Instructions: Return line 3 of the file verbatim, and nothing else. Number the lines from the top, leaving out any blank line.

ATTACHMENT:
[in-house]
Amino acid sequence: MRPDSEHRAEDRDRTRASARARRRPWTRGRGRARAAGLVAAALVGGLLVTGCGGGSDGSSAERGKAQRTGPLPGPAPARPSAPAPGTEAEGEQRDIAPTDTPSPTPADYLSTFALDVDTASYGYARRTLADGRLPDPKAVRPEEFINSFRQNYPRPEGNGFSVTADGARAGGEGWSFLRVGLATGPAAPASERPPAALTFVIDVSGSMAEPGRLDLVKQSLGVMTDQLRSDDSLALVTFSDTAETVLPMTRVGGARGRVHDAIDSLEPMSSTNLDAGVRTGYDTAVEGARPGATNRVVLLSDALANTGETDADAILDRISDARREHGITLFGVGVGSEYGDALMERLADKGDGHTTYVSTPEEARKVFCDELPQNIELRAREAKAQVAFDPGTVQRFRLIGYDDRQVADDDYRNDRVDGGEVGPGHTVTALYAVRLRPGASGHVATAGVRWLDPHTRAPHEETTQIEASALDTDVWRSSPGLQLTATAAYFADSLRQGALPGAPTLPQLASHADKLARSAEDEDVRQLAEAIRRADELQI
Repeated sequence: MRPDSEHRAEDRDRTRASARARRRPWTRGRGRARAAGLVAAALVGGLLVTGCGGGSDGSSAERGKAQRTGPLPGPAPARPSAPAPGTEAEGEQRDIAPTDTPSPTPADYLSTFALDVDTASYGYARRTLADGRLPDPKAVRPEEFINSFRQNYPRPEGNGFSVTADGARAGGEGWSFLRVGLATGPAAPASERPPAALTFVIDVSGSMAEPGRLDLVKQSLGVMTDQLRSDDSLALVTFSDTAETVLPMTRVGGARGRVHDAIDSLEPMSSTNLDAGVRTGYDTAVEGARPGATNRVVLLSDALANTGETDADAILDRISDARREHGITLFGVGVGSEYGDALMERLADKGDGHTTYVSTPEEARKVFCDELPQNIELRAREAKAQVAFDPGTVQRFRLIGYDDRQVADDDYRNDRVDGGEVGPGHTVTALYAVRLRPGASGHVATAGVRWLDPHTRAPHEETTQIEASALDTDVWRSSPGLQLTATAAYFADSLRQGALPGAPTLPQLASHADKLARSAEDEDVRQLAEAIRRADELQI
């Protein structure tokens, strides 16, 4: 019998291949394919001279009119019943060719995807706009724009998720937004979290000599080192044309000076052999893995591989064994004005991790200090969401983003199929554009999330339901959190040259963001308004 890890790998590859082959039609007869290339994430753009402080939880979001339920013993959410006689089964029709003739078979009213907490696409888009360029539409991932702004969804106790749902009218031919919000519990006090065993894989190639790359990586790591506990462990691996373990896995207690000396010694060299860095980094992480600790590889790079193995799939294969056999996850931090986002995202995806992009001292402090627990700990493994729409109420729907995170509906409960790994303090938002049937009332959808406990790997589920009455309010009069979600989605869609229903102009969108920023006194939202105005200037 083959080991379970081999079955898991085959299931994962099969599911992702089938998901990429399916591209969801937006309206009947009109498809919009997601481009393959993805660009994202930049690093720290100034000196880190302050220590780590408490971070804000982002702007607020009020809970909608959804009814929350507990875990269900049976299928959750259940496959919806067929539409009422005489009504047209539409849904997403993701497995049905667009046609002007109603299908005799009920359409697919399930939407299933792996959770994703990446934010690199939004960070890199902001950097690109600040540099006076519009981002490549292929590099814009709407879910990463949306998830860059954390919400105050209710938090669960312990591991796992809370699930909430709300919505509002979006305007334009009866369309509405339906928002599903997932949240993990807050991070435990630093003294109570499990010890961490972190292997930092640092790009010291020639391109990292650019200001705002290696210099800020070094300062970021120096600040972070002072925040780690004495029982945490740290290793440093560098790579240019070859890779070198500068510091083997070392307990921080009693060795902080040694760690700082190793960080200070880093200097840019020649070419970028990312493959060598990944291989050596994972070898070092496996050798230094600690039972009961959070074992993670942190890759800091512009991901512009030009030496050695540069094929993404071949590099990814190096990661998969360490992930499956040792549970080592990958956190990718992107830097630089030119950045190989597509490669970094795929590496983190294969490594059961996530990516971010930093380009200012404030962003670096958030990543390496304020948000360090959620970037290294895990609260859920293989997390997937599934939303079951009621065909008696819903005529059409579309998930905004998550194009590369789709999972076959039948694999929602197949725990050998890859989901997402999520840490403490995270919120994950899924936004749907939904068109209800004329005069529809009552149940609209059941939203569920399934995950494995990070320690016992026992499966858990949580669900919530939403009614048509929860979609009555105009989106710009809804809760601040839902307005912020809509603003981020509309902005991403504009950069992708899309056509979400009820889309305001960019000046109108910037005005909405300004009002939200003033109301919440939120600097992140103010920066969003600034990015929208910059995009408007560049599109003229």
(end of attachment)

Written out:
Repeated sequence: MRPDSEHRAEDRDRTRASARARRRPWTRGRGRARAAGLVAAALVGGLLVTGCGGGSDGSSAERGKAQRTGPLPGPAPARPSAPAPGTEAEGEQRDIAPTDTPSPTPADYLSTFALDVDTASYGYARRTLADGRLPDPKAVRPEEFINSFRQNYPRPEGNGFSVTADGARAGGEGWSFLRVGLATGPAAPASERPPAALTFVIDVSGSMAEPGRLDLVKQSLGVMTDQLRSDDSLALVTFSDTAETVLPMTRVGGARGRVHDAIDSLEPMSSTNLDAGVRTGYDTAVEGARPGATNRVVLLSDALANTGETDADAILDRISDARREHGITLFGVGVGSEYGDALMERLADKGDGHTTYVSTPEEARKVFCDELPQNIELRAREAKAQVAFDPGTVQRFRLIGYDDRQVADDDYRNDRVDGGEVGPGHTVTALYAVRLRPGASGHVATAGVRWLDPHTRAPHEETTQIEASALDTDVWRSSPGLQLTATAAYFADSLRQGALPGAPTLPQLASHADKLARSAEDEDVRQLAEAIRRADELQI